Two men detonated the explosives concealed under their clothes as soon as they got off the bus at Kano Line motor park Tuesday afternoon, Police Commissioner Ibrahim Idris said. The busy station is located in the city center of Kano.
Idris said the two men took the bus from the town of Wuddil, 30 kilometers (about 19 miles) from Kano.
"The bus station was their target, and taking a bus from outside the city gave them easy access into the bus station," Idris said, explaining that the men "would have undergone screening before getting inside if they had come by any other means."
The attack occurred at 3 p.m. local time, just hours after another suicide attack left 17 people dead, in addition to the bomber, and 27 people injured at a bus station in Potiskum, about 200 miles away in Yobe state.
The Potiskum attack occurred at Tashar Dan-Borno motor park on the outskirts of town. A man pretending to be a passenger detonated the explosives as he boarded the bus, which was being loaded and prepared for departure, according to witnesses.
An official at the Potiskum motor park said 12 passengers were inside the bus when the bomber, who "looked to be in a hurry" came and dropped his luggage in the baggage compartment.
The man "made to enter the bus, but before he could be restrained for routine screening there was an explosion which killed all 12 people inside the bus and the bomber," the motor park official said.
A paramedic at Potiskum General Hospital, who asked not to be named for fear of reprisals, said four people who were transported from the scene died later.
Resident Ahmad Maina, who was at the scene shortly after the blast, said the bus was engulfed in flames as firefighters struggled to keep it from spreading to other vehicles.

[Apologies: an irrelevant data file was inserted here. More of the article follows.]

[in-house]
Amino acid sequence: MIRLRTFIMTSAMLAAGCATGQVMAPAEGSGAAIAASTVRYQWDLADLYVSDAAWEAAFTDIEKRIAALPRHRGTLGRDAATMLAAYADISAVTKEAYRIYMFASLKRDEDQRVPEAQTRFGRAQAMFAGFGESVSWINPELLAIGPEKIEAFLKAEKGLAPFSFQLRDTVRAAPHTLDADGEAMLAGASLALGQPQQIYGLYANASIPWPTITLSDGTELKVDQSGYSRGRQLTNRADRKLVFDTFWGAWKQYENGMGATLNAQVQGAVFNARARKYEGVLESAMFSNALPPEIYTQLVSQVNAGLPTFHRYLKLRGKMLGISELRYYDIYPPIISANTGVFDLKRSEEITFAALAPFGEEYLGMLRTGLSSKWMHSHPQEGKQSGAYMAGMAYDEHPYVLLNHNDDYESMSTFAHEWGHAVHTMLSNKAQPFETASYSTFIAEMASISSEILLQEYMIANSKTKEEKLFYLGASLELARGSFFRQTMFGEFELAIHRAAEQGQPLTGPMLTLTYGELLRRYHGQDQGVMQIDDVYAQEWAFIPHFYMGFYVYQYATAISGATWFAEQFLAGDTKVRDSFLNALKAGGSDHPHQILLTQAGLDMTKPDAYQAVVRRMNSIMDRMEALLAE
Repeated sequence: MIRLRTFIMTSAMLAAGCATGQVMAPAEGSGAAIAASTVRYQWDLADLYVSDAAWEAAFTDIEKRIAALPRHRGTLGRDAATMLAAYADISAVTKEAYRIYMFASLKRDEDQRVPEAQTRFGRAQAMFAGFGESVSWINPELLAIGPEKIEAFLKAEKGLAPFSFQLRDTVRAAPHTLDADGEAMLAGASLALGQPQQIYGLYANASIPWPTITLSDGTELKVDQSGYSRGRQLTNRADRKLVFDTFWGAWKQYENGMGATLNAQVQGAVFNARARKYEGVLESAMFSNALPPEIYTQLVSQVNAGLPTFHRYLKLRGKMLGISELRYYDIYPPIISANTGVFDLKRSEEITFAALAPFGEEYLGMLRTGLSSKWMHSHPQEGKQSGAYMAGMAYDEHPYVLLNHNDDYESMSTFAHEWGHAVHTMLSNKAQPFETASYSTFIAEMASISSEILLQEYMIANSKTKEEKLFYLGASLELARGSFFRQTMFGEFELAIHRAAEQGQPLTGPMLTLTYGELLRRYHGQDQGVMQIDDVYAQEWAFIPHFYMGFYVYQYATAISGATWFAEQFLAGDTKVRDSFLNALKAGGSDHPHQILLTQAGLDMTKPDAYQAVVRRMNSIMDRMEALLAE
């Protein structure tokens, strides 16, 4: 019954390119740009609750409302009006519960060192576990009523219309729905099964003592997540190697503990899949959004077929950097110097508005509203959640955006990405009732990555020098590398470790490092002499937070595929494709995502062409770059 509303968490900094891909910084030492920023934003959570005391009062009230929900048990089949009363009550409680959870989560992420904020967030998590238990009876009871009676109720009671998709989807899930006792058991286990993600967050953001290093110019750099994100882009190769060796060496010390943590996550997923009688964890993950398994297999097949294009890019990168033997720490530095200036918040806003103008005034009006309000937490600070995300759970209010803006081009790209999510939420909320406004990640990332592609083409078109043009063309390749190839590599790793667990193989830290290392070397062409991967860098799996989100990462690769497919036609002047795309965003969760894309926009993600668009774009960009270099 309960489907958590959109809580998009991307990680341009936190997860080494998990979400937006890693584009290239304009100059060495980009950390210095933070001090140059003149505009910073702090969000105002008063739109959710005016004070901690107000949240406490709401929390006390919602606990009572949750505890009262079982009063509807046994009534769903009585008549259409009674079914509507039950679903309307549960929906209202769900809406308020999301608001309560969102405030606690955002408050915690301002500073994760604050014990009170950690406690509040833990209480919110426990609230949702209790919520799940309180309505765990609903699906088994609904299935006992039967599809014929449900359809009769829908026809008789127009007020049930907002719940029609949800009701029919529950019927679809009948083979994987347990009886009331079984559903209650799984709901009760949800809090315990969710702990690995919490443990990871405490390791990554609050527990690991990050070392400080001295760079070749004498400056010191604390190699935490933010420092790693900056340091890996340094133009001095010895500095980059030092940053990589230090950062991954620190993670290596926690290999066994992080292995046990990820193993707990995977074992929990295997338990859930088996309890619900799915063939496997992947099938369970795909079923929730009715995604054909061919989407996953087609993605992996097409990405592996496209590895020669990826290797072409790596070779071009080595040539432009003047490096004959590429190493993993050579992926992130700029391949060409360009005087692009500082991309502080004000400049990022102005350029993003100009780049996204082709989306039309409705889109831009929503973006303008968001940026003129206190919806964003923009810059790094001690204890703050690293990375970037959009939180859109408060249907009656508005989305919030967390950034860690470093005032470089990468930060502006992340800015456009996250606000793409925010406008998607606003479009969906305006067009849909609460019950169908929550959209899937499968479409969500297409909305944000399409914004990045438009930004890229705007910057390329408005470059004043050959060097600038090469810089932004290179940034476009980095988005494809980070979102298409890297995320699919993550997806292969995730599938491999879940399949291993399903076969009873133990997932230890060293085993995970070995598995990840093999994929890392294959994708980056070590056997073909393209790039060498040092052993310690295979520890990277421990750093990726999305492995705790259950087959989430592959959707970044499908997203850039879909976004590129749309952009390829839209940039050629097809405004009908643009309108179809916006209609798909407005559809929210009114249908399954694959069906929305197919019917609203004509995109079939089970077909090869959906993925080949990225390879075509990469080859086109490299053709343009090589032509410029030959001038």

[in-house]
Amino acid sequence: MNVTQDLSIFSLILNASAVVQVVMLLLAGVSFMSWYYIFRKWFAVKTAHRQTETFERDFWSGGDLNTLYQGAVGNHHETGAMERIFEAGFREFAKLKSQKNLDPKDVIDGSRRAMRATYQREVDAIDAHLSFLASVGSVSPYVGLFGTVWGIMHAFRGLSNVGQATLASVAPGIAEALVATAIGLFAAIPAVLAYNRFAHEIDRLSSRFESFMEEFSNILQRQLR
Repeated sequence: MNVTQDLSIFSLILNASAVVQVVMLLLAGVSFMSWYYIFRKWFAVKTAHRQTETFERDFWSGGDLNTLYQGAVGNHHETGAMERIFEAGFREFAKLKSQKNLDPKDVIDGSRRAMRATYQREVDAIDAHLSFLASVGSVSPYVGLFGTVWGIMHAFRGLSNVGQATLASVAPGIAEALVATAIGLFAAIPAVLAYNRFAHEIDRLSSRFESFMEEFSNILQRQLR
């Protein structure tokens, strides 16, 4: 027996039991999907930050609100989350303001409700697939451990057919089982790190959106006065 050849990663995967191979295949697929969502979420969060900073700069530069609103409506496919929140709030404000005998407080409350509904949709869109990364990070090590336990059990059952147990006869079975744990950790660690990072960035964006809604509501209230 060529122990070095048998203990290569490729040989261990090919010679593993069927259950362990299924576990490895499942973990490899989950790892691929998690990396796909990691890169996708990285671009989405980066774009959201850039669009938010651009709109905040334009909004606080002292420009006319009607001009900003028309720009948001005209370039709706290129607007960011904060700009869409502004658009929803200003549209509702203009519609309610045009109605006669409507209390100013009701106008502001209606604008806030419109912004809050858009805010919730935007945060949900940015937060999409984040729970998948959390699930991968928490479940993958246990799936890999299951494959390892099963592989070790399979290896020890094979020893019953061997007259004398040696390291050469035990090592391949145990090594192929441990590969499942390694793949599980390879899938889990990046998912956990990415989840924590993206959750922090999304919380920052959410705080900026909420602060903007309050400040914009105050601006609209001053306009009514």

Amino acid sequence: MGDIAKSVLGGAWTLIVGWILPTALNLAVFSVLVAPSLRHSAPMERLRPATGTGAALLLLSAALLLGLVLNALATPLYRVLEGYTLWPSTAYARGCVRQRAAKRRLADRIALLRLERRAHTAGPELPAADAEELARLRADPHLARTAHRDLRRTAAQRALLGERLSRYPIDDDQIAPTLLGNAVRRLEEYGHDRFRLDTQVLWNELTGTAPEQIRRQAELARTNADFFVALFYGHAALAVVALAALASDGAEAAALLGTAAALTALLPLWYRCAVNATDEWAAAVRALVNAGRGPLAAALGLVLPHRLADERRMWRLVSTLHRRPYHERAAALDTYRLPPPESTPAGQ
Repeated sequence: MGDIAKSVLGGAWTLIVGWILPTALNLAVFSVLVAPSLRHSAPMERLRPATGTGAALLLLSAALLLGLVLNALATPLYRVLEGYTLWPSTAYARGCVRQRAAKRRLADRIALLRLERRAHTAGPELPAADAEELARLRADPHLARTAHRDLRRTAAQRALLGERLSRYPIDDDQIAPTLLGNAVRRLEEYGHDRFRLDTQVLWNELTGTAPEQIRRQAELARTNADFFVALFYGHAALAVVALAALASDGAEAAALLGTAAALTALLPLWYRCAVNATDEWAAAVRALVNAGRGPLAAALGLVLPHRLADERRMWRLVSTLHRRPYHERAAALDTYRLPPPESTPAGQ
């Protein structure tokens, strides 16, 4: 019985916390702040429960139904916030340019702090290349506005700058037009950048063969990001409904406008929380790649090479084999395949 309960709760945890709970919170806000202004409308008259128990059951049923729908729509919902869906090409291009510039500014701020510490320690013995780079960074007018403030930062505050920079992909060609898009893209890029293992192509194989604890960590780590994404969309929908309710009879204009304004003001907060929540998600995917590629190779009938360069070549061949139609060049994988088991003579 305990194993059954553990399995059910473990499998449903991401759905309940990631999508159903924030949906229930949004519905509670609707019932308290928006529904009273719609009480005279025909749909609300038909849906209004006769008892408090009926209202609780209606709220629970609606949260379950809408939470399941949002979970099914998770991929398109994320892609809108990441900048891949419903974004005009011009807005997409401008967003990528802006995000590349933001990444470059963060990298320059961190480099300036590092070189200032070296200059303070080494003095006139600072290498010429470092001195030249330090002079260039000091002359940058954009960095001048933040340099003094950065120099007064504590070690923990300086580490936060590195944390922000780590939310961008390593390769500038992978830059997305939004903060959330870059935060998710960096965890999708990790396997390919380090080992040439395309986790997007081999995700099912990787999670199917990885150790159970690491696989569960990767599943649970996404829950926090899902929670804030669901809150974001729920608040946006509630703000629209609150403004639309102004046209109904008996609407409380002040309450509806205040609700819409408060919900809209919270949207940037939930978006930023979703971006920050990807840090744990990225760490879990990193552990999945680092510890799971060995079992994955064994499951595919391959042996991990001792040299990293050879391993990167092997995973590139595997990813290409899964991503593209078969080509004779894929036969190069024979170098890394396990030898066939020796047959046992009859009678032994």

Cities repeated targets of Boko Haram terror
Although no one has claimed responsibility for either of the attacks, Boko Haram has been behind dozens of suicide and other bombings in northern Nigeria.
Potiskum, the commercial hub of Yobe state, has been hit repeatedly in recent months by bombings blamed on the extremist Islamist group.
On Sunday, a 7-year-old girl blew herself up outside a cell phone market in the town, killing seven people and injuring 11. Last month, two suicide bombers killed six people and injured 37 at the same market.
Likewise in Kano, northern Nigeria's most populous city, suicide bombings in the past year have targeted schools, gas stations and a market.
Boko Haram's stated goal is to bring an extreme version of Sharia law to the masses. Along with suicide bombings they have attacked churches and mosques, raided once-peaceful villages and kidnapped people young and old, most infamously more than 200 girls taken last April from a school in Chibok.
More than 150,000 people have fled into neighboring countries as a result of the violence, according to the United Nations refugee agency, and Boko Haram has spread its reign of terror into villages and towns beyond Nigeria's borders. Currently, thousands of Chadian troops are in Cameroon helping that nation's military root out Boko Haram fighters.